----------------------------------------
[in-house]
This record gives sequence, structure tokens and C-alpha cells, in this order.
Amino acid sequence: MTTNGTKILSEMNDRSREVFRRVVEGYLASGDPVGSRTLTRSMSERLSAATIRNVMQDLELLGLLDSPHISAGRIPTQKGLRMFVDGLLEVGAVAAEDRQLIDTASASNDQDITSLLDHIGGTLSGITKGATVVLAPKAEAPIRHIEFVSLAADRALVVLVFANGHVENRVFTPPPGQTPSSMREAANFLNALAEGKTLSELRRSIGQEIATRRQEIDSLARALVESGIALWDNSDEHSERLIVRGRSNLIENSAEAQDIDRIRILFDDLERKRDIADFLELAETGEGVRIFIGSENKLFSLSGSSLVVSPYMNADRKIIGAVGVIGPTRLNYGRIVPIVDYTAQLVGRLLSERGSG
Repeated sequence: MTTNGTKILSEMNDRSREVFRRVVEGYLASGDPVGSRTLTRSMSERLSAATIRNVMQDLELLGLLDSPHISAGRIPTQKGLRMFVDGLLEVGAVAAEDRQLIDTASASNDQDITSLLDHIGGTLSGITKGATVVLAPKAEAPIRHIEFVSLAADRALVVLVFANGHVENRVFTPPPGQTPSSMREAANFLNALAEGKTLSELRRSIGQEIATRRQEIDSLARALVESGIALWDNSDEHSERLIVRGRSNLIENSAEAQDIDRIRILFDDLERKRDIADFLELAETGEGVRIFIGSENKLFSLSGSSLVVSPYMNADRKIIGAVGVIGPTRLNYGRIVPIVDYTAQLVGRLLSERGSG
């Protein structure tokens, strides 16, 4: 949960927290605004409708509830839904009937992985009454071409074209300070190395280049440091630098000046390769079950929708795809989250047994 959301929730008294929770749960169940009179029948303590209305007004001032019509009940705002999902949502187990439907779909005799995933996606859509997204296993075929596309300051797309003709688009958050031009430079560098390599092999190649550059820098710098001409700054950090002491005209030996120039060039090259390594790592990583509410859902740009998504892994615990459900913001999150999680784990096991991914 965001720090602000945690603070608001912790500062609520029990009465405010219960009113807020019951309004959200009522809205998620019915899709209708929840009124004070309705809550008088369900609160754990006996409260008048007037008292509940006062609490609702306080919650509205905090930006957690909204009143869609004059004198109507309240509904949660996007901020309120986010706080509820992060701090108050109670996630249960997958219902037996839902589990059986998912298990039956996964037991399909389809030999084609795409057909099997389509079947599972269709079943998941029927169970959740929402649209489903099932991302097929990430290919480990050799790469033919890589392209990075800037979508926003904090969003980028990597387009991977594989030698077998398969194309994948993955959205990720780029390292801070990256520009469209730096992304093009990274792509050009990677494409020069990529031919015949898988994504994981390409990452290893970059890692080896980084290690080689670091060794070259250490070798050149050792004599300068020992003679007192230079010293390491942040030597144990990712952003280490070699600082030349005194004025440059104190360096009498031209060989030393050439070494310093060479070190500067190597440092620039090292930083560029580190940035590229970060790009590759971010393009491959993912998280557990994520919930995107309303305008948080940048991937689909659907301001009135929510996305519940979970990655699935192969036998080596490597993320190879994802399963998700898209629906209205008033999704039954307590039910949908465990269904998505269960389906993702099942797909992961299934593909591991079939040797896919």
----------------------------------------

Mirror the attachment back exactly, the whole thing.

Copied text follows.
[in-house]
This record gives sequence, structure tokens and C-alpha cells, in this order.
Amino acid sequence: MTTNGTKILSEMNDRSREVFRRVVEGYLASGDPVGSRTLTRSMSERLSAATIRNVMQDLELLGLLDSPHISAGRIPTQKGLRMFVDGLLEVGAVAAEDRQLIDTASASNDQDITSLLDHIGGTLSGITKGATVVLAPKAEAPIRHIEFVSLAADRALVVLVFANGHVENRVFTPPPGQTPSSMREAANFLNALAEGKTLSELRRSIGQEIATRRQEIDSLARALVESGIALWDNSDEHSERLIVRGRSNLIENSAEAQDIDRIRILFDDLERKRDIADFLELAETGEGVRIFIGSENKLFSLSGSSLVVSPYMNADRKIIGAVGVIGPTRLNYGRIVPIVDYTAQLVGRLLSERGSG
Repeated sequence: MTTNGTKILSEMNDRSREVFRRVVEGYLASGDPVGSRTLTRSMSERLSAATIRNVMQDLELLGLLDSPHISAGRIPTQKGLRMFVDGLLEVGAVAAEDRQLIDTASASNDQDITSLLDHIGGTLSGITKGATVVLAPKAEAPIRHIEFVSLAADRALVVLVFANGHVENRVFTPPPGQTPSSMREAANFLNALAEGKTLSELRRSIGQEIATRRQEIDSLARALVESGIALWDNSDEHSERLIVRGRSNLIENSAEAQDIDRIRILFDDLERKRDIADFLELAETGEGVRIFIGSENKLFSLSGSSLVVSPYMNADRKIIGAVGVIGPTRLNYGRIVPIVDYTAQLVGRLLSERGSG
């Protein structure tokens, strides 16, 4: 949960927290605004409708509830839904009937992985009454071409074209300070190395280049440091630098000046390769079950929708795809989250047994 959301929730008294929770749960169940009179029948303590209305007004001032019509009940705002999902949502187990439907779909005799995933996606859509997204296993075929596309300051797309003709688009958050031009430079560098390599092999190649550059820098710098001409700054950090002491005209030996120039060039090259390594790592990583509410859902740009998504892994615990459900913001999150999680784990096991991914 965001720090602000945690603070608001912790500062609520029990009465405010219960009113807020019951309004959200009522809205998620019915899709209708929840009124004070309705809550008088369900609160754990006996409260008048007037008292509940006062609490609702306080919650509205905090930006957690909204009143869609004059004198109507309240509904949660996007901020309120986010706080509820992060701090108050109670996630249960997958219902037996839902589990059986998912298990039956996964037991399909389809030999084609795409057909099997389509079947599972269709079943998941029927169970959740929402649209489903099932991302097929990430290919480990050799790469033919890589392209990075800037979508926003904090969003980028990597387009991977594989030698077998398969194309994948993955959205990720780029390292801070990256520009469209730096992304093009990274792509050009990677494409020069990529031919015949898988994504994981390409990452290893970059890692080896980084290690080689670091060794070259250490070798050149050792004599300068020992003679007192230079010293390491942040030597144990990712952003280490070699600082030349005194004025440059104190360096009498031209060989030393050439070494310093060479070190500067190597440092620039090292930083560029580190940035590229970060790009590759971010393009491959993912998280557990994520919930995107309303305008948080940048991937689909659907301001009135929510996305519940979970990655699935192969036998080596490597993320190879994802399963998700898209629906209205008033999704039954307590039910949908465990269904998505269960389906993702099942797909992961299934593909591991079939040797896919």